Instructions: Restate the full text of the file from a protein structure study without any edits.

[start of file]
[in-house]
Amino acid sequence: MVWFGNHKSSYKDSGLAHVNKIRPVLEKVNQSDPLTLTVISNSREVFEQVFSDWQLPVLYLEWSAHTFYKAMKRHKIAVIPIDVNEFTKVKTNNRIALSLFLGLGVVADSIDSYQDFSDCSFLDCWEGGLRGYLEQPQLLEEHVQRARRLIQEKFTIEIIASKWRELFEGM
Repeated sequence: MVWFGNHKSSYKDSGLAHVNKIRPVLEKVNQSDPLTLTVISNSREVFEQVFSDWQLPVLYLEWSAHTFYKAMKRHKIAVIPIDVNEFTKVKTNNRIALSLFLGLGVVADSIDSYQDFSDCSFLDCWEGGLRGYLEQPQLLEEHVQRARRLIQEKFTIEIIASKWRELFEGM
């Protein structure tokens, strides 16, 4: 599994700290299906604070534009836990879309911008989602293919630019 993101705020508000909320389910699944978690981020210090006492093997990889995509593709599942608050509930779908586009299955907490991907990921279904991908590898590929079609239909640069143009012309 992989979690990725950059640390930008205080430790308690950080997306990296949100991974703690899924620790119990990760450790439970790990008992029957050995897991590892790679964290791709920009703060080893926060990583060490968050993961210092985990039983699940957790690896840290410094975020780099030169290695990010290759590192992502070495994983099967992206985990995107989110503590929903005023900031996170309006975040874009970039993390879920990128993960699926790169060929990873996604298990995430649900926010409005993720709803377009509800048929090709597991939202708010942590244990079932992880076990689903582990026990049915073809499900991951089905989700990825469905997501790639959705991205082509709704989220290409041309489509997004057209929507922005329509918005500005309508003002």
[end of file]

[in-house]
Amino acid sequence: MVWFGNHKSSYKDSGLAHVNKIRPVLEKVNQSDPLTLTVISNSREVFEQVFSDWQLPVLYLEWSAHTFYKAMKRHKIAVIPIDVNEFTKVKTNNRIALSLFLGLGVVADSIDSYQDFSDCSFLDCWEGGLRGYLEQPQLLEEHVQRARRLIQEKFTIEIIASKWRELFEGM
Repeated sequence: MVWFGNHKSSYKDSGLAHVNKIRPVLEKVNQSDPLTLTVISNSREVFEQVFSDWQLPVLYLEWSAHTFYKAMKRHKIAVIPIDVNEFTKVKTNNRIALSLFLGLGVVADSIDSYQDFSDCSFLDCWEGGLRGYLEQPQLLEEHVQRARRLIQEKFTIEIIASKWRELFEGM
């Protein structure tokens, strides 16, 4: 599994700290299906604070534009836990879309911008989602293919630019 993101705020508000909320389910699944978690981020210090006492093997990889995509593709599942608050509930779908586009299955907490991907990921279904991908590898590929079609239909640069143009012309 992989979690990725950059640390930008205080430790308690950080997306990296949100991974703690899924620790119990990760450790439970790990008992029957050995897991590892790679964290791709920009703060080893926060990583060490968050993961210092985990039983699940957790690896840290410094975020780099030169290695990010290759590192992502070495994983099967992206985990995107989110503590929903005023900031996170309006975040874009970039993390879920990128993960699926790169060929990873996604298990995430649900926010409005993720709803377009509800048929090709597991939202708010942590244990079932992880076990689903582990026990049915073809499900991951089905989700990825469905997501790639959705991205082509709704989220290409041309489509997004057209929507922005329509918005500005309508003002």